8. A pattern forming apparatus according to claim 4, wherein said phase difference pattern comprises two pattern portions, one pattern portion being made of clear and opaque parts alternately arranged so as to afford no phase difference to the light passing therethrough, the other pattern portion being composed of clear and opaque parts alternately arranged, every other clear part having a phase shifter for shifting by substantially 180 degrees the phase of a light beam passing therethrough.
9. A pattern forming mask for use with a pattern forming apparatus, comprising a plurality of phase difference patterns arranged at a predetermined distance apart, said plurality of phase difference patterns being located inside of a region available for projection by optical projection means and outside of a region where patterns to be projected are located, each phase difference pattern affording a phase difference to a light beam passing therethrough.
Description
BACKGROUND OF THE INVENTION

1. Field of the Invention

The present invention relates to a method of forming patterns and an apparatus for carrying out the same whereby fine patterns are formed easily and with precision. More particularly, the invention relates to a method of forming patterns and an apparatus for carrying out the same in conjunction with the manufacture of large scale integrated circuits (LSI's) by use of projection aligner.

2. Description of the Prior Art

Fine patterns of semiconductor integrated circuits and the like are formed by the so-called reduction projection aligner. What the aligner does is to project by exposure, on a reduced scale, circuit patterns drawn on a mask or reticle (both are generically referred to as the reticle) onto a substrate (generally called the wafer) through an exposure lens. The circuit pattern image must be focused on the wafer surface precisely, i.e., with a good resolution. Recently developed reduction projection aligners tend to have greater numerical aperture (NA) than earlier models. The reason for this improvement is to further reduce optically printable line widths (below the submicron order). The novel capability involves reduced practical depths of focus of the projection lens. This means a greater need for more precise alignment of the projection image plane (focal plane) with the wafer surface. That precise alignment needs to be achieved by aligners equipped with a focusing function.

One such aligner with the focusing function is disclosed illustratively in Japanese Patent Laid-Open No. SHO/60-168112. The disclosed apparatus varies the distance between wafer and projection lens in the optical axis direction to obtain the best focal plane through detection. Another aligner with the focusing function is disclosed in Japanese Patent Laid-Open No. SHO/61-290306. This apparatus involves initially forming interference fringes on the wafer by use of two light beams and then varying the distance between wafer and projection lens in the optical axis direction so as to obtain the plane where the diffracted light intensity from the wafer is the highest. Another aligner with the focusing function, disclosed in Japanese Patent Laid-Open No. HEI/1-262624, illuminates fiducial marks at different incident angles using two light beams of different polarization characteristics. The projected images of the fiducial marks are used to scan reticle marks. The resulting position error in the scanning direction allows a focal error to be calculated, whereby correct focusing is achieved. Yet another aligner with the focusing function is disclosed in Japanese Patent Laid-Open No. SHO/60-78454. The apparatus first calculates the accumulated amount of heating in the projection lens arrangement caused by the incident light irradiated thereto. The calculated amount of heating is used to vary the air pressure in the enclosed space within the projection lens arrangement so as to obtain the best focal plane.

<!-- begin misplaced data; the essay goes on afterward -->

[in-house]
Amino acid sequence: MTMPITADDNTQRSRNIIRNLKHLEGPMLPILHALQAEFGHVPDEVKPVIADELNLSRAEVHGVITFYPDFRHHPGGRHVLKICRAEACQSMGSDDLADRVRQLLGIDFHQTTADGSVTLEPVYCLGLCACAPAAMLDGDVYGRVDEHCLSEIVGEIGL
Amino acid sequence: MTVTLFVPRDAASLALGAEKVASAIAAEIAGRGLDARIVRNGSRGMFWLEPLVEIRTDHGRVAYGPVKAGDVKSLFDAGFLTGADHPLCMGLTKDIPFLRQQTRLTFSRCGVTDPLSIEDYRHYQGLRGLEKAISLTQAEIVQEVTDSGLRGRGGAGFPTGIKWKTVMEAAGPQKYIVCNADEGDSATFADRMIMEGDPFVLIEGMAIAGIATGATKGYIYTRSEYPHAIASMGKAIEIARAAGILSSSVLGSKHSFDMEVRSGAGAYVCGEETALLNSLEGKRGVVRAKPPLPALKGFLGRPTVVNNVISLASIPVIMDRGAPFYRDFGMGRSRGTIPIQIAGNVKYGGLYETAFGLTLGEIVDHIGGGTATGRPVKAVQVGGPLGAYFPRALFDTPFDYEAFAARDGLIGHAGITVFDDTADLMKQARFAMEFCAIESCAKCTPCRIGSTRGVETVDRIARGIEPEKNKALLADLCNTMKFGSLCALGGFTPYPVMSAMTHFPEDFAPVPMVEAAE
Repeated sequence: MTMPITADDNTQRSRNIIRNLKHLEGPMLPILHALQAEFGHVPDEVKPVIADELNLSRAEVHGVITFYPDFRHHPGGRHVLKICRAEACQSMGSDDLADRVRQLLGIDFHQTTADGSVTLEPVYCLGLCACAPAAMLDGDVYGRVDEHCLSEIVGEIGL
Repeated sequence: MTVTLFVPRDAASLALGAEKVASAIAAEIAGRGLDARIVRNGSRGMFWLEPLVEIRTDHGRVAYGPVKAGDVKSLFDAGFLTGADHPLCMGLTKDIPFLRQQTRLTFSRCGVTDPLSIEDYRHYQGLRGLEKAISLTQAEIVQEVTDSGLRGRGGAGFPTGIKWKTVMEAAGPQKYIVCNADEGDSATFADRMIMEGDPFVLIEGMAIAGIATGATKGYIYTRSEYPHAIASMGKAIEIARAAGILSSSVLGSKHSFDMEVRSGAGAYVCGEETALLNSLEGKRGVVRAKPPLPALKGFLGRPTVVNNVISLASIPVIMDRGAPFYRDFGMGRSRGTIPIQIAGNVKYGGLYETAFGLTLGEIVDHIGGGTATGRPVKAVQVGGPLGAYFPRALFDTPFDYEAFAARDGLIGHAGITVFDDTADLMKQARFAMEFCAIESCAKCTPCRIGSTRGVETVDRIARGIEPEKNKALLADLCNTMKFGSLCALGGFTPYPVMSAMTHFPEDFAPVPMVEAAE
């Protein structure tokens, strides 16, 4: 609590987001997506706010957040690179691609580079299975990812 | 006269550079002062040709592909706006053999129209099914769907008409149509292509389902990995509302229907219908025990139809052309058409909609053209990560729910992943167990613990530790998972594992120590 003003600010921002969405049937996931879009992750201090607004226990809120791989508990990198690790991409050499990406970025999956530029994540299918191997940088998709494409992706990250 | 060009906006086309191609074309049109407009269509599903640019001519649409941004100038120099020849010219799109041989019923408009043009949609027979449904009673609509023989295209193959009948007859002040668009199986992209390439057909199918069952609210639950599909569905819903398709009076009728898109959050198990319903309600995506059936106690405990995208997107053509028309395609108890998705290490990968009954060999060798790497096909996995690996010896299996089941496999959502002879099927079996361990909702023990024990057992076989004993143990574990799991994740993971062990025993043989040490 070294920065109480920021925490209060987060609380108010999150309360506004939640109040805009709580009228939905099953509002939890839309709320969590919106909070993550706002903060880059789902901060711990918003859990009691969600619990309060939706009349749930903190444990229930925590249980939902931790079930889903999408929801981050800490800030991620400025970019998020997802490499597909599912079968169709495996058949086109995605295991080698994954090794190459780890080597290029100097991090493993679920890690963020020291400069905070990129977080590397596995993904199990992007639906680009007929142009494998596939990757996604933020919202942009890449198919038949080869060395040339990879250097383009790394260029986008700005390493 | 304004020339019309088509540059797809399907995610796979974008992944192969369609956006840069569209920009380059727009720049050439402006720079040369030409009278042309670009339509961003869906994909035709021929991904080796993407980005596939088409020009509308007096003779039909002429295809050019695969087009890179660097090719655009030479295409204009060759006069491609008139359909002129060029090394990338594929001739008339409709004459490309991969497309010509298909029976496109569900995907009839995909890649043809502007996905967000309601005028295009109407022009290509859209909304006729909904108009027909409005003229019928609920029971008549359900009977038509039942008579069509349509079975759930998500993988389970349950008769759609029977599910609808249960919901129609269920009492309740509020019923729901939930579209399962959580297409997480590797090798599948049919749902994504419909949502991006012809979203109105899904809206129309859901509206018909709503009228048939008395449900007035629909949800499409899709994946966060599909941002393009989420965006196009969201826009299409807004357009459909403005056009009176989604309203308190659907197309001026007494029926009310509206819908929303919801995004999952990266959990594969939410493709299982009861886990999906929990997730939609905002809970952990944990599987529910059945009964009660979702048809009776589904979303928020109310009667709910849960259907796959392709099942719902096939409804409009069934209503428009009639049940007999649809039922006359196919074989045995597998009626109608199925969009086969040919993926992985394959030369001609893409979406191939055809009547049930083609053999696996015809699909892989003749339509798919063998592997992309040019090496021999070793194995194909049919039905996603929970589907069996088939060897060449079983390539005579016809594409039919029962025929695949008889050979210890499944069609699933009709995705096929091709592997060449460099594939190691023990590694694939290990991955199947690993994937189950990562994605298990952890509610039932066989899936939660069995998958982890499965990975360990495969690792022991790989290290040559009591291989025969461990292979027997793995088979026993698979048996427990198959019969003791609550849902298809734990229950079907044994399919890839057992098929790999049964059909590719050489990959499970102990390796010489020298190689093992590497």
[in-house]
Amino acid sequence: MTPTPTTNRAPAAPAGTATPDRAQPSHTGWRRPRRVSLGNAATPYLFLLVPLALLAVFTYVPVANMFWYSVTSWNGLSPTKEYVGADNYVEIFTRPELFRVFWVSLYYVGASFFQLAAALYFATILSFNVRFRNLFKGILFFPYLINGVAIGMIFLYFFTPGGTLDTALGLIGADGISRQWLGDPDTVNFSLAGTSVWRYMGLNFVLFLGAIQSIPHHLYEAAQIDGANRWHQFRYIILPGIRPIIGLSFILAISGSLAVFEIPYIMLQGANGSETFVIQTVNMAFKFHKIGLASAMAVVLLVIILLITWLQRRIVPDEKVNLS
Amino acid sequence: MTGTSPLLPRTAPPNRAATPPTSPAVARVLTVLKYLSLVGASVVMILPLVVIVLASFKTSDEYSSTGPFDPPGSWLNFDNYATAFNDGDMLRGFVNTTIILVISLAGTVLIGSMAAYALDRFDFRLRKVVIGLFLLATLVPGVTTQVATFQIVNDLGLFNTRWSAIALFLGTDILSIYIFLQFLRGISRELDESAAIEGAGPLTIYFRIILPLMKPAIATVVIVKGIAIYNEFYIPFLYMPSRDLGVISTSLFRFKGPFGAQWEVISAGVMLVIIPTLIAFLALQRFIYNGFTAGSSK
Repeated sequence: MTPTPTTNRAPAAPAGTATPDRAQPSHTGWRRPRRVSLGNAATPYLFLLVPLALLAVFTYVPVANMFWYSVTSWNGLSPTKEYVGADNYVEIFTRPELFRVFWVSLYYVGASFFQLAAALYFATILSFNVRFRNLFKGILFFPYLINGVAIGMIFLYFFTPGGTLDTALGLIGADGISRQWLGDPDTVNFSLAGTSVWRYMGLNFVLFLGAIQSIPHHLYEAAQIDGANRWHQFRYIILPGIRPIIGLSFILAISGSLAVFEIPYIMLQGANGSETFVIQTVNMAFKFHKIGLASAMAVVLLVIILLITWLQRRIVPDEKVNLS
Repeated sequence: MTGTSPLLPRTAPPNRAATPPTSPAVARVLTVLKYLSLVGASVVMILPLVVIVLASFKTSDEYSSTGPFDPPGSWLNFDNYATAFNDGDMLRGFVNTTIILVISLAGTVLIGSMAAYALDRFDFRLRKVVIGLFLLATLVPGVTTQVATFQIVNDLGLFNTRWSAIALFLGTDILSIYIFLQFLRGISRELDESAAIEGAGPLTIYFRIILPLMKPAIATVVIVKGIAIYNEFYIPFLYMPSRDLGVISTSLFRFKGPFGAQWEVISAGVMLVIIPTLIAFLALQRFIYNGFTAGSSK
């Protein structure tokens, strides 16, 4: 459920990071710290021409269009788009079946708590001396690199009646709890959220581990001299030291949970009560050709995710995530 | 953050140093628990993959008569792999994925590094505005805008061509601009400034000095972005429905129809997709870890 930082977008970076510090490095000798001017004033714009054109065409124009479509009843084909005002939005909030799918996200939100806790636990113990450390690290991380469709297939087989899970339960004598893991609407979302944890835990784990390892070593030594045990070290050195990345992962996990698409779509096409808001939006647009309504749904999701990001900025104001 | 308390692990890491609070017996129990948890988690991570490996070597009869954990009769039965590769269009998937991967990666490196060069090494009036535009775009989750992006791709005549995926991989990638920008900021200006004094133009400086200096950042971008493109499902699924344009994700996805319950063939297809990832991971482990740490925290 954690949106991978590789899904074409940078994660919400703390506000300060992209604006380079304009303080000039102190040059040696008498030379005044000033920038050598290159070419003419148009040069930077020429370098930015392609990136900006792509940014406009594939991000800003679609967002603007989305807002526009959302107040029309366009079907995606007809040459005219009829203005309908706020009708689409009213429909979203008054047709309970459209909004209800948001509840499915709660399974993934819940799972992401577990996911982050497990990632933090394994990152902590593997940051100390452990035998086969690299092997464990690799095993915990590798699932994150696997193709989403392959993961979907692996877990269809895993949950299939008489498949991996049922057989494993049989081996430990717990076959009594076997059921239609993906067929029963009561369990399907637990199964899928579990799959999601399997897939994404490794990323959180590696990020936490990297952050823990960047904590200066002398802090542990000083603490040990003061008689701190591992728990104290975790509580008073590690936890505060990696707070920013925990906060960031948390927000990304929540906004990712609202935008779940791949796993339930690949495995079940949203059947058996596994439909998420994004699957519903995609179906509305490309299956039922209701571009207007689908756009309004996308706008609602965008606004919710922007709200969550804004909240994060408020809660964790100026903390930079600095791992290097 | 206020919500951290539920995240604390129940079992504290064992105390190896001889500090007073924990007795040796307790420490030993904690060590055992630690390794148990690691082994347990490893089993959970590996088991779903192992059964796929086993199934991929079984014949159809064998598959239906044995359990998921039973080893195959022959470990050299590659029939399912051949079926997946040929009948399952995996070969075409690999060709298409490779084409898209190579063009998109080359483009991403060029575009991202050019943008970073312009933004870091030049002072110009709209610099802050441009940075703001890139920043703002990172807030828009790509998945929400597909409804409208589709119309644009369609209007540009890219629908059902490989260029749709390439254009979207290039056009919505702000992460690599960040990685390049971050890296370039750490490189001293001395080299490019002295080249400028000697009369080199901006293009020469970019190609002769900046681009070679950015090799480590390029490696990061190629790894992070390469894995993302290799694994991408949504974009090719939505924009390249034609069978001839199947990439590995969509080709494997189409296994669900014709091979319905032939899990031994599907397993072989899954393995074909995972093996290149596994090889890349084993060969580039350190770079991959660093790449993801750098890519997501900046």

The apparatus disclosed in Japanese Patent Laid-Open No. SHO/60-168112 requires shifting the wafer bit by bit in the optical axis direction. In each of the slightly shifted positions, the wafer marks need to be detected and their image contrasts obtained. Although the amount of focal error is accurately detected and the error is compensated with high reliability, it takes time for the apparatus to attain correct focusing. This tends to reduce the throughput of the apparatus. The apparatus disclosed in Japanese Patent Laid-Open No. HEI/1-262624 offers improved levels of throughput because it detects the amount of focal error from the detected marks based on a single scan using two light beams of different incident angles. However, this apparatus cannot secure a sufficiently large difference between the two incident angles because it illuminates the fiducial marks at these angles using P and S waves obtained by passing the light through divided polarizers at the fiber tip. Furthermore, because the P and S waves are detected with two different detectors for comparison, the detectors may develop a detection error that stems from their potentially different detection characteristics. This adversely affects the reliability of the detected results.

The apparatus disclosed in Japanese Patent Laid-Open No. SHO/60-78454 compensates any focal plane error by calculating the amount of focal error based on the accumulated amount of heating in the projection lens arrangement. One disadvantage of this apparatus is that it is difficult to ascertain whether correct focusing is really attained. Minute and unpredictable ambient changes can lead to a focusing error, which cannot be compensated. This has a detrimental effect on the reliability of the apparatus.